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Suggested Citation:"Appendix B: Table of Mutual Recognition Agreements." National Academies of Sciences, Engineering, and Medicine. 2020. Regulating Medicines in a Globalized World: The Need for Increased Reliance Among Regulators. Washington, DC: The National Academies Press. doi: 10.17226/25594.
×
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Suggested Citation:"Appendix B: Table of Mutual Recognition Agreements." National Academies of Sciences, Engineering, and Medicine. 2020. Regulating Medicines in a Globalized World: The Need for Increased Reliance Among Regulators. Washington, DC: The National Academies Press. doi: 10.17226/25594.
×
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Suggested Citation:"Appendix B: Table of Mutual Recognition Agreements." National Academies of Sciences, Engineering, and Medicine. 2020. Regulating Medicines in a Globalized World: The Need for Increased Reliance Among Regulators. Washington, DC: The National Academies Press. doi: 10.17226/25594.
×
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Suggested Citation:"Appendix B: Table of Mutual Recognition Agreements." National Academies of Sciences, Engineering, and Medicine. 2020. Regulating Medicines in a Globalized World: The Need for Increased Reliance Among Regulators. Washington, DC: The National Academies Press. doi: 10.17226/25594.
×
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Suggested Citation:"Appendix B: Table of Mutual Recognition Agreements." National Academies of Sciences, Engineering, and Medicine. 2020. Regulating Medicines in a Globalized World: The Need for Increased Reliance Among Regulators. Washington, DC: The National Academies Press. doi: 10.17226/25594.
×
Page 113
Suggested Citation:"Appendix B: Table of Mutual Recognition Agreements." National Academies of Sciences, Engineering, and Medicine. 2020. Regulating Medicines in a Globalized World: The Need for Increased Reliance Among Regulators. Washington, DC: The National Academies Press. doi: 10.17226/25594.
×
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Suggested Citation:"Appendix B: Table of Mutual Recognition Agreements." National Academies of Sciences, Engineering, and Medicine. 2020. Regulating Medicines in a Globalized World: The Need for Increased Reliance Among Regulators. Washington, DC: The National Academies Press. doi: 10.17226/25594.
×
Page 115
Suggested Citation:"Appendix B: Table of Mutual Recognition Agreements." National Academies of Sciences, Engineering, and Medicine. 2020. Regulating Medicines in a Globalized World: The Need for Increased Reliance Among Regulators. Washington, DC: The National Academies Press. doi: 10.17226/25594.
×
Page 116
Suggested Citation:"Appendix B: Table of Mutual Recognition Agreements." National Academies of Sciences, Engineering, and Medicine. 2020. Regulating Medicines in a Globalized World: The Need for Increased Reliance Among Regulators. Washington, DC: The National Academies Press. doi: 10.17226/25594.
×
Page 117
Suggested Citation:"Appendix B: Table of Mutual Recognition Agreements." National Academies of Sciences, Engineering, and Medicine. 2020. Regulating Medicines in a Globalized World: The Need for Increased Reliance Among Regulators. Washington, DC: The National Academies Press. doi: 10.17226/25594.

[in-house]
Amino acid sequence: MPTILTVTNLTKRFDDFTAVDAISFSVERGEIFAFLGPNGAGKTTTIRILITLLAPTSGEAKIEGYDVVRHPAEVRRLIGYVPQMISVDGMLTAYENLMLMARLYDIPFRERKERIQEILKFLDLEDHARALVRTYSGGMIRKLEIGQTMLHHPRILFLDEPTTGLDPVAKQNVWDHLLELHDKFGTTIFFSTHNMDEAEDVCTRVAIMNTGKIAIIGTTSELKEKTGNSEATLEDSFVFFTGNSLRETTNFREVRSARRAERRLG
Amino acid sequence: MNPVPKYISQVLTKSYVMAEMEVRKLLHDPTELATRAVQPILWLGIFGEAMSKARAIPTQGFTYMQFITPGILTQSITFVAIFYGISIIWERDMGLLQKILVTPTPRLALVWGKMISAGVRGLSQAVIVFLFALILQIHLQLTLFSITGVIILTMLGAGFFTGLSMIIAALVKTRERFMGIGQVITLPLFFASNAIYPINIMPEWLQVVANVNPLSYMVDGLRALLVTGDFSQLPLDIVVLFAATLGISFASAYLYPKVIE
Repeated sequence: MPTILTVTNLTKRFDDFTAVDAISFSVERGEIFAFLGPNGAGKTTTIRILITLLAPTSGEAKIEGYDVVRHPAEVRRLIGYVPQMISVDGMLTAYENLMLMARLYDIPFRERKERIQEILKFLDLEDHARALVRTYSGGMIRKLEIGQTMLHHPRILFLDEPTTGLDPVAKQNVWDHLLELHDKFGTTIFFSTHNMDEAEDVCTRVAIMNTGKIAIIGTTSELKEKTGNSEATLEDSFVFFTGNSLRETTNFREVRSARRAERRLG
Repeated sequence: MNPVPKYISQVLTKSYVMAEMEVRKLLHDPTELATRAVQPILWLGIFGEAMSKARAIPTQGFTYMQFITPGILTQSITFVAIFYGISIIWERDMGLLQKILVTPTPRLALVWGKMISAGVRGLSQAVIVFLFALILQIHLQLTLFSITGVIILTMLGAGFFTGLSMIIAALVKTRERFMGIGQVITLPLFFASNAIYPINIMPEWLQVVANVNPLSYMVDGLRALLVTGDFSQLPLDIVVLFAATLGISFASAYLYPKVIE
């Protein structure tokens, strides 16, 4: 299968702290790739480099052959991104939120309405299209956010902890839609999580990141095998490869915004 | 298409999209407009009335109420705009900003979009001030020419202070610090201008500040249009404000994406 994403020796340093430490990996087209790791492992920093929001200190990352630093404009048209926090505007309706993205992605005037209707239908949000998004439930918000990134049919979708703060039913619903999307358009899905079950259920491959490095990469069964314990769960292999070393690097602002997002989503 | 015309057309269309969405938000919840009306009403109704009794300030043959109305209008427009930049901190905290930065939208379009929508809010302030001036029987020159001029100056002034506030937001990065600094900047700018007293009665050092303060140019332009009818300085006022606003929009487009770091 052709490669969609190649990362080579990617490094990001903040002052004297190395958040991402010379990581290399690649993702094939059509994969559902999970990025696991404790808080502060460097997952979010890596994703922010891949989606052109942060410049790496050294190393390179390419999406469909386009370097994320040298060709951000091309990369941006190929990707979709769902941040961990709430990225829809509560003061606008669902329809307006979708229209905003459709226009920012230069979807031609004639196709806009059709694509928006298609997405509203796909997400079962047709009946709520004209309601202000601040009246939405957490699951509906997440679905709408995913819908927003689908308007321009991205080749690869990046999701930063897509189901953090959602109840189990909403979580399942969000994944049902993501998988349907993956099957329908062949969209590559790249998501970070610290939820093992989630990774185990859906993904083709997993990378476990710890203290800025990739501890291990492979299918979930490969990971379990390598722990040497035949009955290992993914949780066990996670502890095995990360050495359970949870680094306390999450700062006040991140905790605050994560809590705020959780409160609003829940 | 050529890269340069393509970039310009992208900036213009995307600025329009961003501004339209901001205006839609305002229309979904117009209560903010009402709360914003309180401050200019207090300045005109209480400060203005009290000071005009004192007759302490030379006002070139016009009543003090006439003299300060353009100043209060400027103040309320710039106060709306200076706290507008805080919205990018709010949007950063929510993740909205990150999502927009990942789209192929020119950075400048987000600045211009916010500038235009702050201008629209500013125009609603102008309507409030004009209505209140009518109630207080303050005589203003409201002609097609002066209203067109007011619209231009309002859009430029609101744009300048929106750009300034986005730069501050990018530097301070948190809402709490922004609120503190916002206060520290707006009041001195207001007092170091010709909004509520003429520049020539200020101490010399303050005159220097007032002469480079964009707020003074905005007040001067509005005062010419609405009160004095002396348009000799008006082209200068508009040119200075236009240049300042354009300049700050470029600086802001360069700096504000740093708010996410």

×
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Next: Appendix C: Table of Global Good Manufacturing Practice (GMP) Reliance Initiatives Based on the International Coalition of Medicines Regulatory Authorities' Mapping Exercise »
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Globalization is rapidly changing lives and industries around the world. Drug development, authorization, and regulatory supervision have become international endeavors, with most medicines becoming global commodities. Drug companies utilize global supply chains that often include facilities in countries with inconsistent regulations from those of the United States, perform pivotal trials in multiple countries to support registration submissions in various jurisdictions, and subsequently market their medicines throughout most of the world. These companies operate across borders and require individual national regulators to ensure that drugs authorized for use in their countries are safe and effective, and appropriate for their health care system and their population. This process involves significant resources and often duplicative work. It is important to consider how this process can be improved in order to better allocate resources, time, and efforts to improve public health.

Regulating Medicines in a Globalized World: The Need for Increased Reliance Among Regulators considers the role of mutual recognition and other reliance activities among regulators in contributing to enhancing public health. This report identifies opportunities for leveraging reliance activities more broadly in order to potentially impact public health globally. Key topics in this report include the job of medicines regulators in today’s world, what policy makers need to know about today’s regulatory environment, stakeholder views of recognition and reliance, as well as removing impediments and facilitating action for greater recognition and reliance among regulatory authorities.